If during a protest the head of an agency determines that a solicitation, proposed award, or award is not in compliance with the requirements of law or regulation the head of the agency may take several actions.  First, the agency head can take any action that has been recommended by the Comptroller General if the protest was filed with the GAO.  Also, he or she may pay appropriate costs.  Let’s look at these costs in detail.

Appropriate Costs

 If GAO made a determination that the solicitation for contract, a proposed award, or an award of a contract did not comply with a statute or regulation the GAO may recommend that the agency pay to the appropriate protester the cost, exclusive of profit, of filing and pursing the protest, including reasonable attorney, consultant, and expert witness fees, and bid and proposal costs. The agency will use the funds for that procurement to pay the costs awarded.

Time Frame To File GAO Claim for Costs?

Now the protester must file its claim for costs with the contracting agency within 60 days after they receive GAO’s recommendation for the agency to pay the protester its costs.  However, if you fail to file your claim within the time frame you may forfeit your right to recover these costs.

Of course, the agency will attempt to reach an agreement with you on the amount of costs to be paid.  If, however, neither part can agree on the amount to be paid, GAO may recommend the amount to be paid.  That is however, if you the protester, request that GAO get involved.

The agency has 60 days to notify GAO of the action taken in response to GAO’s recommendation.

Now the costs allowed are covered by various regulations.  Let’s look at these costs:

Consultant & Expert Witness Fees

You will need to consult 5 U.S.C. 3109 and 5CFR 304.105.  These regulations do not state an actual threshold.  You will have to make a judgement call based on the criteria contained in these regulations.  This is where your attorney will come in handy.  They generally will have an idea if a fee is reasonable according to the Government or not.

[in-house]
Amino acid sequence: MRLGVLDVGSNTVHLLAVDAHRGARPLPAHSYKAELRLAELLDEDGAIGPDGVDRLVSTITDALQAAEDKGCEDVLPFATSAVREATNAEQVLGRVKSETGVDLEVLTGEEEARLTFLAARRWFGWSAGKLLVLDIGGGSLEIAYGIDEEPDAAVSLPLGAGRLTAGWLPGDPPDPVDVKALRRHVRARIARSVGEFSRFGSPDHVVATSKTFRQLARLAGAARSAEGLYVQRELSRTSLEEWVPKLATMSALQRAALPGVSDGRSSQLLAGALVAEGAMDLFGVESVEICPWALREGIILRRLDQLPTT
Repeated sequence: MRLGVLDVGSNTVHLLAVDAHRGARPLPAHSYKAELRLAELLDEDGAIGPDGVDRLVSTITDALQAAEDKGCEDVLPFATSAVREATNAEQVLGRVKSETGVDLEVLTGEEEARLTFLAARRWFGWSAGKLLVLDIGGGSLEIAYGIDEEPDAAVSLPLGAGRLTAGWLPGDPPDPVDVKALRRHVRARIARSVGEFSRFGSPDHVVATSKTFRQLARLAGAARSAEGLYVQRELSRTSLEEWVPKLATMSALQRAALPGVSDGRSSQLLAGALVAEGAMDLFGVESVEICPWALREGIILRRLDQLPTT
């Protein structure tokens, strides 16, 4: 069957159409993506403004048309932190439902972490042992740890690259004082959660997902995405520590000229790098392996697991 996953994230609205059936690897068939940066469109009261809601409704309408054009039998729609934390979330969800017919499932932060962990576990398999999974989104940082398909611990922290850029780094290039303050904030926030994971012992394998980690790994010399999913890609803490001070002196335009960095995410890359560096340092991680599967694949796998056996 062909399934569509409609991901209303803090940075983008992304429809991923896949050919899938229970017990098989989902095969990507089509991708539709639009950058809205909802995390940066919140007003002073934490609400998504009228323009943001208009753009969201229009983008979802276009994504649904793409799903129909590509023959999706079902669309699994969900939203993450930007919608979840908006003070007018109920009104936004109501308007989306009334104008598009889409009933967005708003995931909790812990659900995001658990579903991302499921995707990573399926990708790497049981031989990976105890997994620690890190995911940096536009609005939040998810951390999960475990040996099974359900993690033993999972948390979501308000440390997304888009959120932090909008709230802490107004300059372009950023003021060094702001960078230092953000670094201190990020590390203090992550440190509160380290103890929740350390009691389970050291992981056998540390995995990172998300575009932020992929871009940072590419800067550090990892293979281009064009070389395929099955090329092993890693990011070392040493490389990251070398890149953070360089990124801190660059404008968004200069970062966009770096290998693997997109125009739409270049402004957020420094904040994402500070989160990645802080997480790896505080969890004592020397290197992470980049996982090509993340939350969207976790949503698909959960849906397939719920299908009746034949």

Attorney Fees

Now we will discuss attorney fees.  Generally, if your attorney fees exceed $150 an hour then the government will look at these on a case by case basis.  The Government will review the factors that could affect the attorney’s price.  What factors?  Well, they will consider will cost of living or special factor like the limited availability of a qualified attorney for the proceedings involved.  Now agency personnel will have to have their legal department review the costs and determine the award amount.

It is important to remember that any costs you receive will NOT be subject to subsequent proposals, billings, or claims against the Government.  These exclusions will be reflected on the cost agreement between you and the Government.

What Happens if the Protest is Sustained?

If the Government does pay you these costs and the protest is sustained due to your intentional or negligent misstatement, misrepresentation, or mis-certification, the Government can require you to reimburse the Government for these costs.  In addition, the Government may also collect this debt through offsetting the amount against any payment due to you under the contract and the Government.  What does this mean?  Well, it means that the Government could offset a payment on another contract in order to recoup their money.

How Does the Government Determine Whether to Recoup Costs?

When a protest is sustained by GAO, this allows the Government to seek reimbursement for protest costs.  The contracting officer must determine whether the protest was sustained based on your negligent or intentional misrepresentation.  If the protest was sustained on several issues, protest costs must be apportioned according the costs attributable to your actions.

The Contracting Officer will review the amount of debt and the degree of your fault and the costs of collection.  Then they will determine whether a demand for reimbursement is to be made.  Remember my favorite saying?  If it is in the best interests of the Government?  Well it applies here as well.  If it is in the Governments best interest to seek reimbursement, the contracting officer must notify you in writing of the nature and amount of the debt and the intention to collect by offset is necessary.  Prior to issuing a final decision, the contracting officer will allow you an opportunity to inspect and copy agency records pertaining to the debt to the extent permitted by statute and regulation.  In addition, you can request that the head of the contracting activity review this matter.